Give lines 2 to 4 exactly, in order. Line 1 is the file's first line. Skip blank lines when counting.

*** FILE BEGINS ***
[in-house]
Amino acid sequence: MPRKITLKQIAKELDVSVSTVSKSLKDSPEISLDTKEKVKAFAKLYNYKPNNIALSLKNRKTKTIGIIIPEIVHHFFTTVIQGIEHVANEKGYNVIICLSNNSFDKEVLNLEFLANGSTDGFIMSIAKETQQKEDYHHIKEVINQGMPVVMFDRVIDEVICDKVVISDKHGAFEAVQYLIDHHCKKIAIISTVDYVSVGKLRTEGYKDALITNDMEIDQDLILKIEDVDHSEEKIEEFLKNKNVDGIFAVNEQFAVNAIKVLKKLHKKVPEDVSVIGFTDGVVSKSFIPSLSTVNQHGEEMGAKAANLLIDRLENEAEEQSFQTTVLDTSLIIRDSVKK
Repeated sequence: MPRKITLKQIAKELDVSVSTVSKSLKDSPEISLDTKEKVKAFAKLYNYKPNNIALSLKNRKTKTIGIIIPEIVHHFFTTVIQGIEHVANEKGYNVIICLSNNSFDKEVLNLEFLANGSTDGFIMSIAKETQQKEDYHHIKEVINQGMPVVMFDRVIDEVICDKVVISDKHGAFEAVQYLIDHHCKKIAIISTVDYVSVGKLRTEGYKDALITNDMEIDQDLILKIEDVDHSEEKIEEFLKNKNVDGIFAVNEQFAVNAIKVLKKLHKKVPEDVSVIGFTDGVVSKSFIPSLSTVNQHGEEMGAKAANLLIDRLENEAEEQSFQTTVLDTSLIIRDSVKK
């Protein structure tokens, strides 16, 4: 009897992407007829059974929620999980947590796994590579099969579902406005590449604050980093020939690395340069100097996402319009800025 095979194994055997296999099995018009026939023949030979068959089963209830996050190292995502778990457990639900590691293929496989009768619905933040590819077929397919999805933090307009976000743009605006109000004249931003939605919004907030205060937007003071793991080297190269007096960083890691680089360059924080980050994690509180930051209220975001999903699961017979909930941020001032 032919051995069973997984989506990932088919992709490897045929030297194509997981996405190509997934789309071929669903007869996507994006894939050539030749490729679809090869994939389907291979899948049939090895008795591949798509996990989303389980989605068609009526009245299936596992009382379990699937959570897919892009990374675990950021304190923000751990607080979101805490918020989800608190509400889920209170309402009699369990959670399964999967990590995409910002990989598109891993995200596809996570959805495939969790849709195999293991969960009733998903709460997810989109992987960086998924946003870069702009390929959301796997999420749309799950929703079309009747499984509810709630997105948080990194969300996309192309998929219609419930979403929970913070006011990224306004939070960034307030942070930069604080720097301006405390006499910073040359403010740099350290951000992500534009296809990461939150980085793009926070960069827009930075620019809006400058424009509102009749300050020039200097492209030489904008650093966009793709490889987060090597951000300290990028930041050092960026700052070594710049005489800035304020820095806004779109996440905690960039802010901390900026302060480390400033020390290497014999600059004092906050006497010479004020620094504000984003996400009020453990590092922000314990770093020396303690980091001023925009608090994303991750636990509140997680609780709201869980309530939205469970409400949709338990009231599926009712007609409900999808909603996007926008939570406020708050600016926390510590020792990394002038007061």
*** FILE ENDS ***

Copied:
Amino acid sequence: MPRKITLKQIAKELDVSVSTVSKSLKDSPEISLDTKEKVKAFAKLYNYKPNNIALSLKNRKTKTIGIIIPEIVHHFFTTVIQGIEHVANEKGYNVIICLSNNSFDKEVLNLEFLANGSTDGFIMSIAKETQQKEDYHHIKEVINQGMPVVMFDRVIDEVICDKVVISDKHGAFEAVQYLIDHHCKKIAIISTVDYVSVGKLRTEGYKDALITNDMEIDQDLILKIEDVDHSEEKIEEFLKNKNVDGIFAVNEQFAVNAIKVLKKLHKKVPEDVSVIGFTDGVVSKSFIPSLSTVNQHGEEMGAKAANLLIDRLENEAEEQSFQTTVLDTSLIIRDSVKK
Repeated sequence: MPRKITLKQIAKELDVSVSTVSKSLKDSPEISLDTKEKVKAFAKLYNYKPNNIALSLKNRKTKTIGIIIPEIVHHFFTTVIQGIEHVANEKGYNVIICLSNNSFDKEVLNLEFLANGSTDGFIMSIAKETQQKEDYHHIKEVINQGMPVVMFDRVIDEVICDKVVISDKHGAFEAVQYLIDHHCKKIAIISTVDYVSVGKLRTEGYKDALITNDMEIDQDLILKIEDVDHSEEKIEEFLKNKNVDGIFAVNEQFAVNAIKVLKKLHKKVPEDVSVIGFTDGVVSKSFIPSLSTVNQHGEEMGAKAANLLIDRLENEAEEQSFQTTVLDTSLIIRDSVKK
């Protein structure tokens, strides 16, 4: 009897992407007829059974929620999980947590796994590579099969579902406005590449604050980093020939690395340069100097996402319009800025 095979194994055997296999099995018009026939023949030979068959089963209830996050190292995502778990457990639900590691293929496989009768619905933040590819077929397919999805933090307009976000743009605006109000004249931003939605919004907030205060937007003071793991080297190269007096960083890691680089360059924080980050994690509180930051209220975001999903699961017979909930941020001032 032919051995069973997984989506990932088919992709490897045929030297194509997981996405190509997934789309071929669903007869996507994006894939050539030749490729679809090869994939389907291979899948049939090895008795591949798509996990989303389980989605068609009526009245299936596992009382379990699937959570897919892009990374675990950021304190923000751990607080979101805490918020989800608190509400889920209170309402009699369990959670399964999967990590995409910002990989598109891993995200596809996570959805495939969790849709195999293991969960009733998903709460997810989109992987960086998924946003870069702009390929959301796997999420749309799950929703079309009747499984509810709630997105948080990194969300996309192309998929219609419930979403929970913070006011990224306004939070960034307030942070930069604080720097301006405390006499910073040359403010740099350290951000992500534009296809990461939150980085793009926070960069827009930075620019809006400058424009509102009749300050020039200097492209030489904008650093966009793709490889987060090597951000300290990028930041050092960026700052070594710049005489800035304020820095806004779109996440905690960039802010901390900026302060480390400033020390290497014999600059004092906050006497010479004020620094504000984003996400009020453990590092922000314990770093020396303690980091001023925009608090994303991750636990509140997680609780709201869980309530939205469970409400949709338990009231599926009712007609409900999808909603996007926008939570406020708050600016926390510590020792990394002038007061």